Why don’t butterflies and bees visit the same flowers?

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Nectar drinkers must feed quickly and efficiently due to the threat of predation. While the sweetest nectar offers the greatest energetic rewards, the sharp increase of viscosity with sugar concentration makes it the most difficult to transport. With my coworkers at MIT, we have demonstrated that the sugar concentration that optimizes energy transport depends exclusively on the drinking technique employed. We have identified three nectar drinking techniques: active suction, capillary suction, and viscous dipping. For each, we have deduced the dependence of the volume intake rate on the nectar viscosity and thus we have inferred an optimal sugar concentration consistent with laboratory measurements. Our results provide the first rationale for why suction feeders typically pollinate flowers with lower sugar concentration nectar than their counterparts that use viscous dipping. Since flowers do best to produce the nectar preferred by their pollinators, the study provides a new example of optimization in nature’s designs, and the process of coevolution between flowers and their pollinators.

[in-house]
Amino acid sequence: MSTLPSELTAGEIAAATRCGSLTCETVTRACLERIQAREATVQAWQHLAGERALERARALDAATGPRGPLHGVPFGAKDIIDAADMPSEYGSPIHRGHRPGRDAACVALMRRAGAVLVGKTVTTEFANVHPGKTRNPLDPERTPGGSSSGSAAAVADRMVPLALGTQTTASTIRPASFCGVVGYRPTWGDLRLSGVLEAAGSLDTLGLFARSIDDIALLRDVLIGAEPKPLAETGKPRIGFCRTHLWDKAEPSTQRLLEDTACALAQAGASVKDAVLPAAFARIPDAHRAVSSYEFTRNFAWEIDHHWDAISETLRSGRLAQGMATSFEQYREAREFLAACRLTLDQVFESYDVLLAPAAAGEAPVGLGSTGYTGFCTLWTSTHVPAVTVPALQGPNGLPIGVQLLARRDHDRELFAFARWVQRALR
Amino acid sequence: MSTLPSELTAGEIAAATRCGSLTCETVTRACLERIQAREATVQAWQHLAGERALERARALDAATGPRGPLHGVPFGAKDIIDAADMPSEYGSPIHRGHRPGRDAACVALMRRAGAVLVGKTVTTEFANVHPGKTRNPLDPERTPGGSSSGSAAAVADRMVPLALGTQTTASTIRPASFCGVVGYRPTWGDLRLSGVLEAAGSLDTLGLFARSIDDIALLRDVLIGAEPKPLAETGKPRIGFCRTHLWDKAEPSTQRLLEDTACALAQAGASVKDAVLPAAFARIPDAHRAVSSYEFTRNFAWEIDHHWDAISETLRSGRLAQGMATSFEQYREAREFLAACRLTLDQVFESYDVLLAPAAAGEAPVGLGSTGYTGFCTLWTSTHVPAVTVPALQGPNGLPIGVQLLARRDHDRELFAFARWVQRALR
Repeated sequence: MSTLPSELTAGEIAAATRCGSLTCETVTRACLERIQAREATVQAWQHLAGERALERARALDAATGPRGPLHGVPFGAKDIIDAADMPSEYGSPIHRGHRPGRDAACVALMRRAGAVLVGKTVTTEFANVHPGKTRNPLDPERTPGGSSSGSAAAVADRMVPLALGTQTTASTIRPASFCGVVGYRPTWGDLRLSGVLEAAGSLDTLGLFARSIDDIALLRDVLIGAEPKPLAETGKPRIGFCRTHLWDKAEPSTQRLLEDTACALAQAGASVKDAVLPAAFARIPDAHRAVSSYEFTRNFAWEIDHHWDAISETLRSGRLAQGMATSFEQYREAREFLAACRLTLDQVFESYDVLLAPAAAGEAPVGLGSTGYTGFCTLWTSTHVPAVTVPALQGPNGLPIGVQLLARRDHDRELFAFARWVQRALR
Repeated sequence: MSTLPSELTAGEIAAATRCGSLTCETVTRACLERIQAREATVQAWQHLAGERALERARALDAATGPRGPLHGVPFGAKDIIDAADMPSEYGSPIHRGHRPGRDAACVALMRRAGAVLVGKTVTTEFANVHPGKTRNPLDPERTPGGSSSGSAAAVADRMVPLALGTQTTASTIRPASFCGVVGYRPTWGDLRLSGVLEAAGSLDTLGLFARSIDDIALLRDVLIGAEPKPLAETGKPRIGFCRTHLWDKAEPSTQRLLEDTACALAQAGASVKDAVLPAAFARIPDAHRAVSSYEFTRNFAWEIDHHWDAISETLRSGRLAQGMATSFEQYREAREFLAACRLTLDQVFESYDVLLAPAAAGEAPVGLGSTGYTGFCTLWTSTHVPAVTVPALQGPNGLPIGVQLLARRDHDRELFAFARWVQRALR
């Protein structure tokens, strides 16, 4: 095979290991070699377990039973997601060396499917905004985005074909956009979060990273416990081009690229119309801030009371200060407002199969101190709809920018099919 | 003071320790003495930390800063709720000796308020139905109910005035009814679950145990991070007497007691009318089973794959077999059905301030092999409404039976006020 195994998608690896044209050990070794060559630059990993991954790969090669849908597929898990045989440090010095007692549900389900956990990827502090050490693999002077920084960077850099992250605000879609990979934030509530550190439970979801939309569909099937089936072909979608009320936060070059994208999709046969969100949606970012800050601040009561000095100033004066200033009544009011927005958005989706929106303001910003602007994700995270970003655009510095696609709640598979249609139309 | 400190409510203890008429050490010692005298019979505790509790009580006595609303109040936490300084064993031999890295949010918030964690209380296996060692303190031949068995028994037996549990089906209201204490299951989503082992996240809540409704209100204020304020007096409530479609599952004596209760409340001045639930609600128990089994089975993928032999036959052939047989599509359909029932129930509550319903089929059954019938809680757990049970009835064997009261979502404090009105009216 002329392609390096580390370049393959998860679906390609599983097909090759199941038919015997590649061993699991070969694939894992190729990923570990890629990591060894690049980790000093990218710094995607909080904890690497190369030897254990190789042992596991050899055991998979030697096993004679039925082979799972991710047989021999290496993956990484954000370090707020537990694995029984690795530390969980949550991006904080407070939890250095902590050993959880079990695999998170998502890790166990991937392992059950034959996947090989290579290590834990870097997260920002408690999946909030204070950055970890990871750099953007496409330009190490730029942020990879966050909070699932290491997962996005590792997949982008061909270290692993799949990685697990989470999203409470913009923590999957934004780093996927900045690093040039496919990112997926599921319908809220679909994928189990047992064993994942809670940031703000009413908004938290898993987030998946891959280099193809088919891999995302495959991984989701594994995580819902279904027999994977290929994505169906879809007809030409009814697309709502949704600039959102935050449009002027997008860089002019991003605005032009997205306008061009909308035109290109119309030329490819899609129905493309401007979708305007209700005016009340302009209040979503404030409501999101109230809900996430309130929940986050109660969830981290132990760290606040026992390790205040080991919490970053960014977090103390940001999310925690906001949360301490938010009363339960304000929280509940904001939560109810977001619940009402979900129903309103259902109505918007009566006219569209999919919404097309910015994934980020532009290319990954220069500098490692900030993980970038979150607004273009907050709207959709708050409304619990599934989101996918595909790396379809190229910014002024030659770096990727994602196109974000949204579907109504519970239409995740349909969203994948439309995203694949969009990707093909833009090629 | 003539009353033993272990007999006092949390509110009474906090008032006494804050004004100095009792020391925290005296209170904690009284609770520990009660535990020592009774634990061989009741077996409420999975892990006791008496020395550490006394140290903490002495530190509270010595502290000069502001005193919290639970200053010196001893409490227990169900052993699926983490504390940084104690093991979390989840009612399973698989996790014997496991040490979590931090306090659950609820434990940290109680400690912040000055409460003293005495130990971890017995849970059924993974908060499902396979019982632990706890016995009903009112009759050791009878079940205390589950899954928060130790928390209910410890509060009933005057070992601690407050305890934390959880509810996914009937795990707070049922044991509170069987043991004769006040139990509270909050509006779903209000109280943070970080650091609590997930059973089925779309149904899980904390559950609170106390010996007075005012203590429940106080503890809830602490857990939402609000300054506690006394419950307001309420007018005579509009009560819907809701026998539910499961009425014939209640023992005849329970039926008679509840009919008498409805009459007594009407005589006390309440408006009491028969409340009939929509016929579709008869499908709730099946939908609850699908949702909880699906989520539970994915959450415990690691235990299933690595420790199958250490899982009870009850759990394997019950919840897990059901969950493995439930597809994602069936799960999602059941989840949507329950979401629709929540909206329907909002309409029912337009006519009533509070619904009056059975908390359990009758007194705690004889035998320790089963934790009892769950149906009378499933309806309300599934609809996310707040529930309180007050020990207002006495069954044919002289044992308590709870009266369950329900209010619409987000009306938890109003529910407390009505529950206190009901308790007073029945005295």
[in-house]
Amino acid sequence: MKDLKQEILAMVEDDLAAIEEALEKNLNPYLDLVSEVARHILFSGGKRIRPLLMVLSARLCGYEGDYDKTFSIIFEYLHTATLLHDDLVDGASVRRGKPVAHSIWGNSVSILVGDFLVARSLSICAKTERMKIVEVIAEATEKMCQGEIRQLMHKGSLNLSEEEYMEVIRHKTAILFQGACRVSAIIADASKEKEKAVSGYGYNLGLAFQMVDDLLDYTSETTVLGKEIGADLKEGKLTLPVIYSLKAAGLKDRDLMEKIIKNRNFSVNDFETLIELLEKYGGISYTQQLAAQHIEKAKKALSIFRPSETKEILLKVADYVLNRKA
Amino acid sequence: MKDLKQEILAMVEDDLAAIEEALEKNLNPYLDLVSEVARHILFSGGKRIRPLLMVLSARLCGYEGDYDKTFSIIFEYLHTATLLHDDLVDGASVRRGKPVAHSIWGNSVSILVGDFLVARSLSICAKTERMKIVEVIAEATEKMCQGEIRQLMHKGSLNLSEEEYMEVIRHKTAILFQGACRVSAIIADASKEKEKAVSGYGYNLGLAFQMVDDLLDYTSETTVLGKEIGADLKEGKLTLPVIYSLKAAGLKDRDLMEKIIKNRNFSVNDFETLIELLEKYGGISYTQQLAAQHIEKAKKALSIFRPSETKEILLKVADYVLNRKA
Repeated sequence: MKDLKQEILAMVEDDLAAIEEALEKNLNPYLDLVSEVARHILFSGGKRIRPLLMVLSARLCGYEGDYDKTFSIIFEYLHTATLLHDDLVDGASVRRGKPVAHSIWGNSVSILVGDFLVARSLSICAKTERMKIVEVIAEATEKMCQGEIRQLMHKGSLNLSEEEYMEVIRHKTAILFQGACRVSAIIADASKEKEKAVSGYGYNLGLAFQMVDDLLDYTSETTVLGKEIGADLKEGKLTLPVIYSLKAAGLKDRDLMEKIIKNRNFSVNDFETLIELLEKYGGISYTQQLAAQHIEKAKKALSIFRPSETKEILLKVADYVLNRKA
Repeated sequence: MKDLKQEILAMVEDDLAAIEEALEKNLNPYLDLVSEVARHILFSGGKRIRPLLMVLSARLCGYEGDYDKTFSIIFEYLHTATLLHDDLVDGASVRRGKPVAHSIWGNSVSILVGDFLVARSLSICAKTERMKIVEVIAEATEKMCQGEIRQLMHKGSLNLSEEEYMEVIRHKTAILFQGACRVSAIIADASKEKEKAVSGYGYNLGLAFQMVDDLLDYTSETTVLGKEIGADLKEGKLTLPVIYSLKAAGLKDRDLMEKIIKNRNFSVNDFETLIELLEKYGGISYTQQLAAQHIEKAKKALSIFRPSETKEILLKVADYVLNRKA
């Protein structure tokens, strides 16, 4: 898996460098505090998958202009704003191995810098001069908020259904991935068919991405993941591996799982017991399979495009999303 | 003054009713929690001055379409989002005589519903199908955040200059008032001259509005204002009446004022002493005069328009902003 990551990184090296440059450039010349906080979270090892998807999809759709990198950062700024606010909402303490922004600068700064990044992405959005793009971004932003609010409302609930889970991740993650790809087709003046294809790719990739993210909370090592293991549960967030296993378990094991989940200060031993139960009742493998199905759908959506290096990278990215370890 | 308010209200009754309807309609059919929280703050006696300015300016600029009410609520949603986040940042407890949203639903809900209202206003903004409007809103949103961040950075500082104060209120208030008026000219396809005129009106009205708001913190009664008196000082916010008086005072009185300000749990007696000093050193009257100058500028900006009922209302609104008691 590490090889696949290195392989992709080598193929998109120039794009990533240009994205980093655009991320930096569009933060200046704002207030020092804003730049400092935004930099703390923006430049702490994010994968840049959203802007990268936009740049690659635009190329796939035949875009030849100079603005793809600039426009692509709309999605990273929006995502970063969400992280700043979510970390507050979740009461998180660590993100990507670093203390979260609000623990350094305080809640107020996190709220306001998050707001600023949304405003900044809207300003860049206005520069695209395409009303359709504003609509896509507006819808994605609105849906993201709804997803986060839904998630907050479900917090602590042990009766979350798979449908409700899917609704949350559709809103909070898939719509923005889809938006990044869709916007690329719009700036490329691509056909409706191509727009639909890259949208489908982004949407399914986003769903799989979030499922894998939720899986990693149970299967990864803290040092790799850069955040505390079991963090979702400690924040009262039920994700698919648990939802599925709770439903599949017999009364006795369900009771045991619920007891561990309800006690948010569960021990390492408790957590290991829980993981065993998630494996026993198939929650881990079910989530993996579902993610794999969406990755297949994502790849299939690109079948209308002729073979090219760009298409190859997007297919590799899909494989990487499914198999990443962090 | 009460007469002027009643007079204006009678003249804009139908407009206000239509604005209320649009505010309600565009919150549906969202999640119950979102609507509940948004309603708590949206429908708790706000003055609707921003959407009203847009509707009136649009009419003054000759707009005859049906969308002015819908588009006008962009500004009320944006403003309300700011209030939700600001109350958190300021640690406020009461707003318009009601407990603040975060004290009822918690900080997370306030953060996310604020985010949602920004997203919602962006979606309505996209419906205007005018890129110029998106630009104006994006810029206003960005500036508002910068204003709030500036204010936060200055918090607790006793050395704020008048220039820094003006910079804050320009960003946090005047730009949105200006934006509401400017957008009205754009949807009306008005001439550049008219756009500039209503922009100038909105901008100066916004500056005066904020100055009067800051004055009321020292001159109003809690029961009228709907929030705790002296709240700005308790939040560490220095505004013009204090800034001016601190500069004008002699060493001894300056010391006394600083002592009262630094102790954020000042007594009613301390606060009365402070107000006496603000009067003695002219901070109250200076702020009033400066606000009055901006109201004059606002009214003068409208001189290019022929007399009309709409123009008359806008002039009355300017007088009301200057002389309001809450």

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Contact @ µFL: Tristan GILET

Collaborations: Wonjung KIM (Sogang U.), John W.M. BUSH (MIT)